The process Karen Middleton details so thoroughly on the Liberal Party’s approach to the Voice referendum (“Inside story: How Peter Dutton set up the ‘No’ vote”, April 15-21) has the hallmark signs of workplace bullying and should be identified as such. This quote is taken directly from the Australian Human Rights Commission fact sheet on workplace bullying: “Excluding you or stopping you from working with people or taking part in activities that relate to your work.” A key stakeholder (in this case, Julian Leeser) was excluded from the leadership team meeting, not supplied with an accurate agenda of the party meeting that was called and was unavailable for the question/discussion session that followed. This, despite holding the shadow portfolios of attorney-general and Indigenous Affairs. This had the effect of isolating him from the Liberal Party position. When is bullying in the parliamentary workplace going to be recognised and addressed?

 – Jeanette Hulcup, Geographe, WA


Will Peter Dutton’s confusing line on the Voice (Thomas Mayo, “The right side of history”, April 15-21) be counterproductive? The support for “legislated” Voice bodies, plus the party room vote to “oppose a constitutionally enshrined Voice”, reveal the unstated game: Liberals support a legislated Voice that they might later delegislate (repeal or weaken) but not a constitutional Voice that they can’t.

– Max Costello, North Melbourne, Vic

Purple passion

Thank you, Martin McKenzie-Murray, for eliciting a loud chuckle from this reader (“Purple patchy”, April 15-21). In the otherwise dismal and disappointing world of a Freo Dockers supporter, a sense of humour is an imperative, along with an extensive array of groans and expletives. But we retain our ridiculous optimism and even sometimes climb out of the tepid bath to don our purple beanies and retro green jerseys, lift the anchor and sing that dreadful club song. Which is just so much sweeter when the victory is against one of those odious Victorian teams. Bring it on, we say; they may pinch our best players and whinge about how far they have to travel to the West, but they’re never going to get our GST!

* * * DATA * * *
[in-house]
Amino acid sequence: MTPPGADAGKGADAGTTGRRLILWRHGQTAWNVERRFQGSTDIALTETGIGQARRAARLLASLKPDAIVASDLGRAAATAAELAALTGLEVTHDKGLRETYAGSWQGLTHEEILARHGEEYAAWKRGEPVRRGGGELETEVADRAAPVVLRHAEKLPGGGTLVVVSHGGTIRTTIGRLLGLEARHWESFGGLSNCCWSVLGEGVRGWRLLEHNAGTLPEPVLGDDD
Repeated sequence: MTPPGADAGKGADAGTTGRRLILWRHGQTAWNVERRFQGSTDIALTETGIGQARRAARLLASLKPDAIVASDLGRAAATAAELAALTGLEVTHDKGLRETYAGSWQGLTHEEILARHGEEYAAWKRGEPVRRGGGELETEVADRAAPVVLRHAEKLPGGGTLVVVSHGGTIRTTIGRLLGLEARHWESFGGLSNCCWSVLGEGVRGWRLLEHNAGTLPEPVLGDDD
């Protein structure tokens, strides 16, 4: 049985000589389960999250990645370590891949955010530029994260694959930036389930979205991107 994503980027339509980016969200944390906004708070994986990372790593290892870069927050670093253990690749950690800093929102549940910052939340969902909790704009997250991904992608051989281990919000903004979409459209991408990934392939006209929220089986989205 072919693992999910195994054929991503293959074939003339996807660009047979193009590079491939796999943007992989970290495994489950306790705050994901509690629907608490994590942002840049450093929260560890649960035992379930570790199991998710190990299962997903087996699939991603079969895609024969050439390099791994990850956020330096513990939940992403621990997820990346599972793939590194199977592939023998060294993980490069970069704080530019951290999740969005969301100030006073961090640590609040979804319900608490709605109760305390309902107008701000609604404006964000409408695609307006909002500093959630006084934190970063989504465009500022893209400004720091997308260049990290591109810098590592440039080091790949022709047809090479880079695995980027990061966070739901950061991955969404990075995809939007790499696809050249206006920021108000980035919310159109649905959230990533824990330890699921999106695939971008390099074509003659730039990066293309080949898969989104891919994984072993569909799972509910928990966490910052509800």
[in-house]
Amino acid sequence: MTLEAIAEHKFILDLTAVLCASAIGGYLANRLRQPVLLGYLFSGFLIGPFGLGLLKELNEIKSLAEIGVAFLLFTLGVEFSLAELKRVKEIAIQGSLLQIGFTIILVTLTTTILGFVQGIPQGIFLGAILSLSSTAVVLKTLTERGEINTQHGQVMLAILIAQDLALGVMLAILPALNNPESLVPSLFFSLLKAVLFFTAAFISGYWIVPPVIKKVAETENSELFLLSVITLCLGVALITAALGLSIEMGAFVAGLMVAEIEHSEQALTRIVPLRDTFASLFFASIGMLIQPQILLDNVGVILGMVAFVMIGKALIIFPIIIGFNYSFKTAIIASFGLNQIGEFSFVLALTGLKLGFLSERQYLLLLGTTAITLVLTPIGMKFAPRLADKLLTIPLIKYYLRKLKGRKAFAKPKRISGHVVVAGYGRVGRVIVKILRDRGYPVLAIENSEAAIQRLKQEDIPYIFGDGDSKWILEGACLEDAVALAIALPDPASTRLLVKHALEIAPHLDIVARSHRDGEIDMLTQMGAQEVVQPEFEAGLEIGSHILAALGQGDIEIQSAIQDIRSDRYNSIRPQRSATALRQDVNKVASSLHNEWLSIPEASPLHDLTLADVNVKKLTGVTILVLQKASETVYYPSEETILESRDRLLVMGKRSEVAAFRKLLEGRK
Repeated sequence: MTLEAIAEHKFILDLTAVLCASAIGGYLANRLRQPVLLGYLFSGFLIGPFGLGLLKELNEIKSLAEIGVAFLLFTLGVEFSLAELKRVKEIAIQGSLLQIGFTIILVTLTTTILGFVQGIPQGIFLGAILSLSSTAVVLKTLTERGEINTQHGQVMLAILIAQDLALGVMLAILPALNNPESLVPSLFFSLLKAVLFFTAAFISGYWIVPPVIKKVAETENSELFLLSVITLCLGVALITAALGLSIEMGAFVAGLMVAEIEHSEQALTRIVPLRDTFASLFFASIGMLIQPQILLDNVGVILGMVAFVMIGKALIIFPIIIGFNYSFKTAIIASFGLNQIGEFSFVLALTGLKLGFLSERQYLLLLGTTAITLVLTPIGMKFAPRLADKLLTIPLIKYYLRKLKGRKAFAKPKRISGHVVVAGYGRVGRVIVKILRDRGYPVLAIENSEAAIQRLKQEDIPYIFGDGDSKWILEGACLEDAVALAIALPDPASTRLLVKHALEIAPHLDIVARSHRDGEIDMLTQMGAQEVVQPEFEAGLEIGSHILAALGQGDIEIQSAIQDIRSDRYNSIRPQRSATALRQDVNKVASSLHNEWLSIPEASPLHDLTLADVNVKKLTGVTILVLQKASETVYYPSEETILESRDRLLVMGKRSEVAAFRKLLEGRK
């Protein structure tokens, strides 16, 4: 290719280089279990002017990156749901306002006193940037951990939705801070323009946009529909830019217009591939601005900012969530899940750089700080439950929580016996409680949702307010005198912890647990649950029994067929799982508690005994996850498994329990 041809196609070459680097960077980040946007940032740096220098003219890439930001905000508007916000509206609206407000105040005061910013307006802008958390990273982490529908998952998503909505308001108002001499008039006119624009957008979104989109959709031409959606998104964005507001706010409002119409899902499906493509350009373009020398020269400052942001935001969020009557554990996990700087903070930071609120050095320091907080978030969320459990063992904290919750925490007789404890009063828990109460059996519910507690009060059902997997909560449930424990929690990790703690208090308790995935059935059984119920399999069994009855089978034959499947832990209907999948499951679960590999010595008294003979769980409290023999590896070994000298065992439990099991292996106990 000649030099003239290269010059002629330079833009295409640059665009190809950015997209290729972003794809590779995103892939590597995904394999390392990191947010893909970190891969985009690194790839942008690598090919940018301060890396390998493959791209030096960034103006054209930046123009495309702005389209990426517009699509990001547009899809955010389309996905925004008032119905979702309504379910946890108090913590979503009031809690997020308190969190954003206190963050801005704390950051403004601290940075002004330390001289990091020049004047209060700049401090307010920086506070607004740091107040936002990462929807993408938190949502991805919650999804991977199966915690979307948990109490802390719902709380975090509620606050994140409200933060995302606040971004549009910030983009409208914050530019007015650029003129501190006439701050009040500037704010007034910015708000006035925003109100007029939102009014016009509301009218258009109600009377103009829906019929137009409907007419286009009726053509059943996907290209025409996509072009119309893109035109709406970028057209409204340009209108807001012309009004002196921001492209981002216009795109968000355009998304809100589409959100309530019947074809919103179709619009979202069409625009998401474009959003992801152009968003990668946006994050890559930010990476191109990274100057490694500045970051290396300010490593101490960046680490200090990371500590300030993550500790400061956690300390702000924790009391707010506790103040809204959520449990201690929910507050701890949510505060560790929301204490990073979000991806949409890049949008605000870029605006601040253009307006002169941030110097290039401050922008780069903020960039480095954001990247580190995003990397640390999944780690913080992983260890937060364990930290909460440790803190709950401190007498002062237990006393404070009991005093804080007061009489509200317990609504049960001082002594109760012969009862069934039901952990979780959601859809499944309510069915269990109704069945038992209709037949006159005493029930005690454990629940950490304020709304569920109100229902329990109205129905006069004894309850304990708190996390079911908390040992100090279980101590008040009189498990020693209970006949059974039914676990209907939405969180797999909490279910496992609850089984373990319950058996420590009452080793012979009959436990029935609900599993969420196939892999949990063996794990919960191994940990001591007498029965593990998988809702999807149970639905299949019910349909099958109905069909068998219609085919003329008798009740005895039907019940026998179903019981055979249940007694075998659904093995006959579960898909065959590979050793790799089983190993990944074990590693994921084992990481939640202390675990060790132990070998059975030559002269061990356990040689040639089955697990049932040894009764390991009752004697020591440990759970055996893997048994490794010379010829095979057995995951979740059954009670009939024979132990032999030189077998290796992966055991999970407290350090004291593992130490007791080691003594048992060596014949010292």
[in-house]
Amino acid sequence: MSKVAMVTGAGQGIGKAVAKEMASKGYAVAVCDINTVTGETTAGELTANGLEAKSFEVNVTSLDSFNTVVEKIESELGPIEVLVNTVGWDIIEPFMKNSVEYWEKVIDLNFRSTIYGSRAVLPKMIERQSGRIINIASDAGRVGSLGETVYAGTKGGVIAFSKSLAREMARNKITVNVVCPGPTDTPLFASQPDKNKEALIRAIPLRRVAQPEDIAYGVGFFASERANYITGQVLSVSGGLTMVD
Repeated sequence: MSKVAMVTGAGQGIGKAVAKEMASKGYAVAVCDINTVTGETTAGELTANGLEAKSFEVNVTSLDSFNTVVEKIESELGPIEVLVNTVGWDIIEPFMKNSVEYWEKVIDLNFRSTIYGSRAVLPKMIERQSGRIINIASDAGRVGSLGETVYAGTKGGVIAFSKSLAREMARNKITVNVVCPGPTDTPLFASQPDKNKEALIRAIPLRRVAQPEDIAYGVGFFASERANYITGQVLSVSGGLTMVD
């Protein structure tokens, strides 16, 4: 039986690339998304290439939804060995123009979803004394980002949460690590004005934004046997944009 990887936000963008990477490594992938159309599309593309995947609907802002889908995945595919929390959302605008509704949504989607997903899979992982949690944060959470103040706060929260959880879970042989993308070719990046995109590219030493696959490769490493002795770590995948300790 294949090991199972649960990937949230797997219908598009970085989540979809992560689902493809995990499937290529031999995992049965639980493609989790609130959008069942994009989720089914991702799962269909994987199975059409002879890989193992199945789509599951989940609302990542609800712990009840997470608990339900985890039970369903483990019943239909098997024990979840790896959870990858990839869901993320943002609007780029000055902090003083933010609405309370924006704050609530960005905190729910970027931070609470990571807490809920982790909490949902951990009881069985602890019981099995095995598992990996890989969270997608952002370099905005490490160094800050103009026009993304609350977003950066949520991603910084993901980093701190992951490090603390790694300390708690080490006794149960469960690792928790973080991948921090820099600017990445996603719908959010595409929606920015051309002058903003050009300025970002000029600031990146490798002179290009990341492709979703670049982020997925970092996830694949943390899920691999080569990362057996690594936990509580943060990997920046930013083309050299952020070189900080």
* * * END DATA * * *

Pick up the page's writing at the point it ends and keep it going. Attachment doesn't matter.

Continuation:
– Rhonda Parks, Bunbury, WA

Letters are welcome: [email protected]
Please include your full name and address and a daytime telephone number. Letters may be edited for length and content, and may be published in print and online. Letters should not exceed 150 words.

This article was first published in the print edition of The Saturday Paper on April 22, 2023.

For almost a decade, The Saturday Paper has published Australia’s leading writers and thinkers. We have pursued stories that are ignored elsewhere, covering them with sensitivity and depth. We have done this on refugee policy, on government integrity, on robo-debt, on aged care, on climate change, on the pandemic.

All our journalism is fiercely independent. It relies on the support of readers. By subscribing to The Saturday Paper, you are ensuring that we can continue to produce essential, issue-defining coverage, to dig out stories that take time, to doggedly hold to account politicians and the political class.

There are very few titles that have the freedom and the space to produce journalism like this. In a country with a concentration of media ownership unlike anything else in the world, it is vitally important. Your subscription helps make it possible.

Select your digital subscription

Month selector

Use your Google account to create your subscription